published in 1988
The wind howled. Lightning stabbed at the earth erratically, like an inefficient assassin. Thunder rolled back and forth across the dark, rain-lashed hills.
The night was as black as the inside of a cat. It was the kind of night, you could believe, on which gods moved men as though they were pawns on the chessboard of fate. In the middle of this elemental storm a fire gleamed among the dripping furze bushes like the madness in a weasel’s eye. It illuminated three hunched figures. As the cauldron bubbled an eldritch voice shrieked: ‘When shall we three meet again?
There was a pause.
Finally another voice said, in for more ordinary tones: ‘Well, I can do next Tuesday’.
The opening paragraphs of Wyrd Sisters are a good indication of the rest of the book. This is MacBeth: Discworld style and the witches do not intend to stick to the script. That’s because Granny Weatherwax and Nanny Ogg are sensible witches and while the third member of the coven is a bit wet — as in, she actually believes in such things like covens — Magrat Garlick still has a steel core of good Lancrian common sense. They know better than to meddle in affairs (well, mostly) or dance with demons, never mind doing it skyclad. Yet when the king is murdered, his baby heir disappears and the usurper duke turns out not be just a bit evil, but actually uncaring about the land, they’re dragged into meddling against their own will.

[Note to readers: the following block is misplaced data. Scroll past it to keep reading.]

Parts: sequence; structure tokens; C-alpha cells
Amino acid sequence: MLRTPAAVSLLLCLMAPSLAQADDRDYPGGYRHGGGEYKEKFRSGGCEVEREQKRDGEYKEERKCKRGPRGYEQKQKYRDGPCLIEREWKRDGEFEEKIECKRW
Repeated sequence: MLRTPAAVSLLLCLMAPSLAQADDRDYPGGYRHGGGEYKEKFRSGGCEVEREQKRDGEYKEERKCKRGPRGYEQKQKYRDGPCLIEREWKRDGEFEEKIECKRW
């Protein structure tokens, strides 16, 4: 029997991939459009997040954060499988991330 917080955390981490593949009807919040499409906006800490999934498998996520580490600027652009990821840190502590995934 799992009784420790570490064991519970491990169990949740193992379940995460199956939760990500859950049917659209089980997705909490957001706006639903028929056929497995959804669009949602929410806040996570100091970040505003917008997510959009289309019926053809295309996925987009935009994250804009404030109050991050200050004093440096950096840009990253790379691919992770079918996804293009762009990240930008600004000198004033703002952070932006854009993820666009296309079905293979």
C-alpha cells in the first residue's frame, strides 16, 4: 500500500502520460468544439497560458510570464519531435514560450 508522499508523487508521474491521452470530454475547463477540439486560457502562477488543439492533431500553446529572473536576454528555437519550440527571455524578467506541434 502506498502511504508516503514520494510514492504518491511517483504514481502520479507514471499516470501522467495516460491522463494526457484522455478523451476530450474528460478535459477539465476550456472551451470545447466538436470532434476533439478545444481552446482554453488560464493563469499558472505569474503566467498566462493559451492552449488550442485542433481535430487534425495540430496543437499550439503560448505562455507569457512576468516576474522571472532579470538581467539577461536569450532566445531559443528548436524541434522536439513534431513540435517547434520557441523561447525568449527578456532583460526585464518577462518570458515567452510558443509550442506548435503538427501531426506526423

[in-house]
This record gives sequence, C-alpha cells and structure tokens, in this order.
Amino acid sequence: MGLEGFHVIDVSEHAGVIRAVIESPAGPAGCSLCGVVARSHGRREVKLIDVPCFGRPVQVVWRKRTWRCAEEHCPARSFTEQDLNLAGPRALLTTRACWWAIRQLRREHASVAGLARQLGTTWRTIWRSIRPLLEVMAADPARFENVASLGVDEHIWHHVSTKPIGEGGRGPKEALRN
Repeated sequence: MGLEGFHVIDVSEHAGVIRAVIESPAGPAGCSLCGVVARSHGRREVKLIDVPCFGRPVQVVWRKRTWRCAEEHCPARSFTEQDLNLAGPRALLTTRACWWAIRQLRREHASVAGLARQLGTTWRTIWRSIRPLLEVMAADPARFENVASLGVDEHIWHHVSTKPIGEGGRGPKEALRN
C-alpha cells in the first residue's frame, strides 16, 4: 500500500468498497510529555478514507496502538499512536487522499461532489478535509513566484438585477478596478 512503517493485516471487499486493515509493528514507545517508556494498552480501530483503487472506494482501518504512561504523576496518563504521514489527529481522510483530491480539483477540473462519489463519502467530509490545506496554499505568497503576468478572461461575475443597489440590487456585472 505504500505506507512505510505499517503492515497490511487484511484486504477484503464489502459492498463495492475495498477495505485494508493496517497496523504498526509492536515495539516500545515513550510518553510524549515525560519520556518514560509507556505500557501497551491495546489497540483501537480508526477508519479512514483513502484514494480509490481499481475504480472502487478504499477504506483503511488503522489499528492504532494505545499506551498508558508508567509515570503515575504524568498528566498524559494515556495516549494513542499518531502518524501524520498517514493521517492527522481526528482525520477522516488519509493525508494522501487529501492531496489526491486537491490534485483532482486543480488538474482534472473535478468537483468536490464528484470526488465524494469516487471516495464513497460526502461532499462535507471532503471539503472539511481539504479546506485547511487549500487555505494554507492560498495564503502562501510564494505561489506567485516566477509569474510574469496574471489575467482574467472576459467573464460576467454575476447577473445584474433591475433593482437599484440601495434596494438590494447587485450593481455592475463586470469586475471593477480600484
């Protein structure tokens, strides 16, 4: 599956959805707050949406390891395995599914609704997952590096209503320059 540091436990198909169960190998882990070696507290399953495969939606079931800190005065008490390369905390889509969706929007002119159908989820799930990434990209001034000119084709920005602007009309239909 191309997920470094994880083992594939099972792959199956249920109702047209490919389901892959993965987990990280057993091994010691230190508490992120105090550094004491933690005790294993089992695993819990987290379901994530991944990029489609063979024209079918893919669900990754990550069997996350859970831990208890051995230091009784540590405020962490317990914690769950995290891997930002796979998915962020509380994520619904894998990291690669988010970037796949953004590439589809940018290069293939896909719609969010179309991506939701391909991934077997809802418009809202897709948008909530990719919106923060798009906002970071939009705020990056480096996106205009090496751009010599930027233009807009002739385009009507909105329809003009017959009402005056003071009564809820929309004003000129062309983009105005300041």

published in 1988
Sourcery is the fifth Discworld novel and the first one after the initial two novels to star Rincewind again. Over time fan opinion has switched to thinking the Rincewind novels are the weakest in the series, but I’ve always liked them myself and I think Sourcery holds up as well as any of the other early novels. It’s the first novel in which there’s a real villain, the first tiem we get to see what makes a real villain in Pratchett’s eyes.